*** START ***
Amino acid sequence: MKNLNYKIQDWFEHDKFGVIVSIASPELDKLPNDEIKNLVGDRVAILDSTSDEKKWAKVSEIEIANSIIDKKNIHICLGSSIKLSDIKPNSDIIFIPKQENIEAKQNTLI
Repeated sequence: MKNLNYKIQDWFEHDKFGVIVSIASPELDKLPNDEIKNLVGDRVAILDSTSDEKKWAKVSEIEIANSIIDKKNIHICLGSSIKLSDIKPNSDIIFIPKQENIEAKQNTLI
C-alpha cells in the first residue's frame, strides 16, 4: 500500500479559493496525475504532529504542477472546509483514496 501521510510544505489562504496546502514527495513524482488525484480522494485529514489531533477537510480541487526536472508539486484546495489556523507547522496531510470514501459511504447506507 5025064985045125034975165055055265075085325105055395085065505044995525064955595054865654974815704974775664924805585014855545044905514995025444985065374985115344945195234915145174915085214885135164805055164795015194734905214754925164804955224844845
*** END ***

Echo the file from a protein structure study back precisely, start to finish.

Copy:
Amino acid sequence: MKNLNYKIQDWFEHDKFGVIVSIASPELDKLPNDEIKNLVGDRVAILDSTSDEKKWAKVSEIEIANSIIDKKNIHICLGSSIKLSDIKPNSDIIFIPKQENIEAKQNTLI
Repeated sequence: MKNLNYKIQDWFEHDKFGVIVSIASPELDKLPNDEIKNLVGDRVAILDSTSDEKKWAKVSEIEIANSIIDKKNIHICLGSSIKLSDIKPNSDIIFIPKQENIEAKQNTLI
C-alpha cells in the first residue's frame, strides 16, 4: 500500500479559493496525475504532529504542477472546509483514496 501521510510544505489562504496546502514527495513524482488525484480522494485529514489531533477537510480541487526536472508539486484546495489556523507547522496531510470514501459511504447506507 5025064985045125034975165055055265075085325105055395085065505044995525064955595054865654974815704974775664924805585014855545044905514995025444985065374985115344945195234915145174915085214885135164805055164795015194734905214754925164804955224844845